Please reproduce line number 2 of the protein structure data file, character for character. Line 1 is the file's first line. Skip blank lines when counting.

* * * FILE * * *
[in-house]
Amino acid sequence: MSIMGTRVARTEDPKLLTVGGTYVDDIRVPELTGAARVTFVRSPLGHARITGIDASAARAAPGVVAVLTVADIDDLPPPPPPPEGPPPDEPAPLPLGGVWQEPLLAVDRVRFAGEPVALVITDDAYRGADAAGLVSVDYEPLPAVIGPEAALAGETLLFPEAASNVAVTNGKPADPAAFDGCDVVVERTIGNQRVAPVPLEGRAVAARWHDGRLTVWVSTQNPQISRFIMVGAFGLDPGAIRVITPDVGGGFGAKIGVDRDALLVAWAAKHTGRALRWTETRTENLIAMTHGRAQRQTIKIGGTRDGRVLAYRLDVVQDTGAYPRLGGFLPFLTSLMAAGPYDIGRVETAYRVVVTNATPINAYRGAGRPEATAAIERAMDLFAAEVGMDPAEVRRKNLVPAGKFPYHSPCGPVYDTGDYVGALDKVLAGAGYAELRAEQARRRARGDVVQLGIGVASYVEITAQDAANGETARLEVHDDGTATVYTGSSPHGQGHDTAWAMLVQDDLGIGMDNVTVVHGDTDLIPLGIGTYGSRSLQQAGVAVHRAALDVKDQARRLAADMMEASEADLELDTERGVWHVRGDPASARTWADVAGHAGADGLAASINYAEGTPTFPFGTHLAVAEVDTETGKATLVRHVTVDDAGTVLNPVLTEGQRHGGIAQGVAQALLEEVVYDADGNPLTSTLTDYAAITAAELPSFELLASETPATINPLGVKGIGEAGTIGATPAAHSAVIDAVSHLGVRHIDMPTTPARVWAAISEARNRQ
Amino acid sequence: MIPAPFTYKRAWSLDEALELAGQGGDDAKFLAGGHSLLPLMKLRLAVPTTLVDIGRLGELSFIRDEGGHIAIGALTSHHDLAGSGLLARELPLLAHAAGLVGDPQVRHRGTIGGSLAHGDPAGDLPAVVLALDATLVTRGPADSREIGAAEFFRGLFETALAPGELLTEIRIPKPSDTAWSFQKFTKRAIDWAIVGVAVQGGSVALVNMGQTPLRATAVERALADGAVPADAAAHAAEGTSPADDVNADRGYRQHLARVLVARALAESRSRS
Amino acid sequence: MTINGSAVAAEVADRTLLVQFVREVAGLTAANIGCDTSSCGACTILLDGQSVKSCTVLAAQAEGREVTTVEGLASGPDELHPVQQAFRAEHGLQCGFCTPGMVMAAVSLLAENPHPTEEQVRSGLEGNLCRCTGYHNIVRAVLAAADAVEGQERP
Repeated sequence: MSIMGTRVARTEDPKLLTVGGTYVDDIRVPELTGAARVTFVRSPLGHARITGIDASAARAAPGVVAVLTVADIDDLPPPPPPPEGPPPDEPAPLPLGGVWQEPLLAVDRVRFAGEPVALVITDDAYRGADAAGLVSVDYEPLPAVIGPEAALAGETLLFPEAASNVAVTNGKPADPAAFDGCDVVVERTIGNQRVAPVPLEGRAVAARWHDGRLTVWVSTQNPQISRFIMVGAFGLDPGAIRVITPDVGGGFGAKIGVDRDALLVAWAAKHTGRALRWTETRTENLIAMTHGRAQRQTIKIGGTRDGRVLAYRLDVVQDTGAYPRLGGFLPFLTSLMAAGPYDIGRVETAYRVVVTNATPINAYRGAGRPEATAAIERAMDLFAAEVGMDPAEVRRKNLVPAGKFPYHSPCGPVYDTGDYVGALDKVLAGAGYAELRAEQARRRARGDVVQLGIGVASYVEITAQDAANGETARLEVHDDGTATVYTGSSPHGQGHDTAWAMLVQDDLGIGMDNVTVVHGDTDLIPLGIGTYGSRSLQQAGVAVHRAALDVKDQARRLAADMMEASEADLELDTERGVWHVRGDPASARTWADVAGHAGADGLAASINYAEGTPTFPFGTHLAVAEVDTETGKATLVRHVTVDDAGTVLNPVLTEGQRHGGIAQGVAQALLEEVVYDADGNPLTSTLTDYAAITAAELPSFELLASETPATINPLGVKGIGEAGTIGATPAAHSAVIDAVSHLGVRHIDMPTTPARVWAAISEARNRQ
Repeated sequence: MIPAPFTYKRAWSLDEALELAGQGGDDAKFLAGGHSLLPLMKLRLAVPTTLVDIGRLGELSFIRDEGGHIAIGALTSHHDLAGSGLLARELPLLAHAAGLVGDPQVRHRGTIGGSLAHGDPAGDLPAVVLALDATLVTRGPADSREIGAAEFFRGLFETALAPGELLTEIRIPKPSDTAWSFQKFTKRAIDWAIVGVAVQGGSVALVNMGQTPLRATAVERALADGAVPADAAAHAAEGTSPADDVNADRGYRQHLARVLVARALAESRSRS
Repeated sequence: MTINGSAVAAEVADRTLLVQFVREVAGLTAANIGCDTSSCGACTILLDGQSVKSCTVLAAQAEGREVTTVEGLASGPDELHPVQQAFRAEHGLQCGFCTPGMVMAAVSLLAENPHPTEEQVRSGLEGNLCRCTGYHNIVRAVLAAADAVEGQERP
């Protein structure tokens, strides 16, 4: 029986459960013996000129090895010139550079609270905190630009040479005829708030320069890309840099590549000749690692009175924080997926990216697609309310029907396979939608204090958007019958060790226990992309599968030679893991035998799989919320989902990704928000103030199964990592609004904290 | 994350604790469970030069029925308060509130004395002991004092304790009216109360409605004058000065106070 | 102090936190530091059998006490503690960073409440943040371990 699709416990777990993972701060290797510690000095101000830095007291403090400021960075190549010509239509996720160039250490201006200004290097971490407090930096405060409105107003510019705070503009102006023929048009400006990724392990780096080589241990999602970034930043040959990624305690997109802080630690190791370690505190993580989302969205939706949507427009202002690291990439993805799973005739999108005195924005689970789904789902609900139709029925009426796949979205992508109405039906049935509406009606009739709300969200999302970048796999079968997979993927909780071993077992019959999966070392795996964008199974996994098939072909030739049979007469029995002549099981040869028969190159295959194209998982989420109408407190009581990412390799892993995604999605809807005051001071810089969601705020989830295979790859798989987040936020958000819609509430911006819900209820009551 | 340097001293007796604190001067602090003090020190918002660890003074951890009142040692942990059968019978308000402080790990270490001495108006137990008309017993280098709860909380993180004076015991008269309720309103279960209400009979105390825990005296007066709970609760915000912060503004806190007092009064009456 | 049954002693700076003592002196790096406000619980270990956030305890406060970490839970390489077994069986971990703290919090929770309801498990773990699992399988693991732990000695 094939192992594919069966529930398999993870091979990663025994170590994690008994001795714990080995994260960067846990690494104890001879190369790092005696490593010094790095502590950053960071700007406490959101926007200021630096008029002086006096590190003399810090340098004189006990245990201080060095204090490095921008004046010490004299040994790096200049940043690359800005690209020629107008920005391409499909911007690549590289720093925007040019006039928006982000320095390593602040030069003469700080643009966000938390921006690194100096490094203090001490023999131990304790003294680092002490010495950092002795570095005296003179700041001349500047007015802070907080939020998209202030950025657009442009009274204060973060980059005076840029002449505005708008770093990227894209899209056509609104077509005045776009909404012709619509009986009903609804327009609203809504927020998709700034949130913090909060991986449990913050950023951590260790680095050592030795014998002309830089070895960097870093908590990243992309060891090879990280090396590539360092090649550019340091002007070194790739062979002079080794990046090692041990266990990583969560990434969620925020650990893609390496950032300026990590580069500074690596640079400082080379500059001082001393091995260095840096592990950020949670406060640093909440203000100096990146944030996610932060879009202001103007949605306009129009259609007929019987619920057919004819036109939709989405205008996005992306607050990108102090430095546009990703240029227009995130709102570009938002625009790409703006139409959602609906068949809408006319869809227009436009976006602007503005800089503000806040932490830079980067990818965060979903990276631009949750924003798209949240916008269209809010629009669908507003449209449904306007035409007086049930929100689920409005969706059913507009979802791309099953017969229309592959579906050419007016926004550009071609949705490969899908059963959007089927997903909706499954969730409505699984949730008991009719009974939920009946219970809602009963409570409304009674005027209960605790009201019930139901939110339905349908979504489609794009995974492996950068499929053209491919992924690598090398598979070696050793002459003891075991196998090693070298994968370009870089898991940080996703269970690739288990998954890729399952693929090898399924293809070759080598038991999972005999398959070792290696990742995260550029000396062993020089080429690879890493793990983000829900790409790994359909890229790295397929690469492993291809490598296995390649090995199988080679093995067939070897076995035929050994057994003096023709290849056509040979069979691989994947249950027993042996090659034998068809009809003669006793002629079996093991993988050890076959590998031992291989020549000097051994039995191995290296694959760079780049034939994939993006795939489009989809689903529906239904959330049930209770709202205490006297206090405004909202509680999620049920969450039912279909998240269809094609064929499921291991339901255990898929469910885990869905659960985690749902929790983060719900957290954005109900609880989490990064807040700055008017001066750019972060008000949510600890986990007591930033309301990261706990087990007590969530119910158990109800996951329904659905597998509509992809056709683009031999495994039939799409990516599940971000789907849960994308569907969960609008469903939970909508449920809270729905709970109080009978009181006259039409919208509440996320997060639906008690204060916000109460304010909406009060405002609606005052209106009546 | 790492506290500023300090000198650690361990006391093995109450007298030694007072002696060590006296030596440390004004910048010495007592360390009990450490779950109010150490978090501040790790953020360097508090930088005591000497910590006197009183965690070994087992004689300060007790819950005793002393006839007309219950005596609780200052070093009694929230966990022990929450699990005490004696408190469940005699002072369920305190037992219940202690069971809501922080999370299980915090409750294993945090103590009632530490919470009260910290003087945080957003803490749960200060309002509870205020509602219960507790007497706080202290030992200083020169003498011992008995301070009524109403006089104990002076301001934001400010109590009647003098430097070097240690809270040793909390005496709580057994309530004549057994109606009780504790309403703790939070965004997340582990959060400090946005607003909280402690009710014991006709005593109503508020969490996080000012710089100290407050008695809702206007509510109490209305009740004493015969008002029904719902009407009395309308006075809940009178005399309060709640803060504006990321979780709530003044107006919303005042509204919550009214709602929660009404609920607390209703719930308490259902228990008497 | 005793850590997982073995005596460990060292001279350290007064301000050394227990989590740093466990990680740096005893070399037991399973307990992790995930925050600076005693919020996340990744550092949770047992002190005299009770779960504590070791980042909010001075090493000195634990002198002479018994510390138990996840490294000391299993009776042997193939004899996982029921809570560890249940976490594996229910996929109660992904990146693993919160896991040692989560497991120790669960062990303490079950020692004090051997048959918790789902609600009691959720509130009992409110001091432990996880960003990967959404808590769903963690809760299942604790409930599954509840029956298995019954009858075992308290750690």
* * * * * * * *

Amino acid sequence: MSIMGTRVARTEDPKLLTVGGTYVDDIRVPELTGAARVTFVRSPLGHARITGIDASAARAAPGVVAVLTVADIDDLPPPPPPPEGPPPDEPAPLPLGGVWQEPLLAVDRVRFAGEPVALVITDDAYRGADAAGLVSVDYEPLPAVIGPEAALAGETLLFPEAASNVAVTNGKPADPAAFDGCDVVVERTIGNQRVAPVPLEGRAVAARWHDGRLTVWVSTQNPQISRFIMVGAFGLDPGAIRVITPDVGGGFGAKIGVDRDALLVAWAAKHTGRALRWTETRTENLIAMTHGRAQRQTIKIGGTRDGRVLAYRLDVVQDTGAYPRLGGFLPFLTSLMAAGPYDIGRVETAYRVVVTNATPINAYRGAGRPEATAAIERAMDLFAAEVGMDPAEVRRKNLVPAGKFPYHSPCGPVYDTGDYVGALDKVLAGAGYAELRAEQARRRARGDVVQLGIGVASYVEITAQDAANGETARLEVHDDGTATVYTGSSPHGQGHDTAWAMLVQDDLGIGMDNVTVVHGDTDLIPLGIGTYGSRSLQQAGVAVHRAALDVKDQARRLAADMMEASEADLELDTERGVWHVRGDPASARTWADVAGHAGADGLAASINYAEGTPTFPFGTHLAVAEVDTETGKATLVRHVTVDDAGTVLNPVLTEGQRHGGIAQGVAQALLEEVVYDADGNPLTSTLTDYAAITAAELPSFELLASETPATINPLGVKGIGEAGTIGATPAAHSAVIDAVSHLGVRHIDMPTTPARVWAAISEARNRQ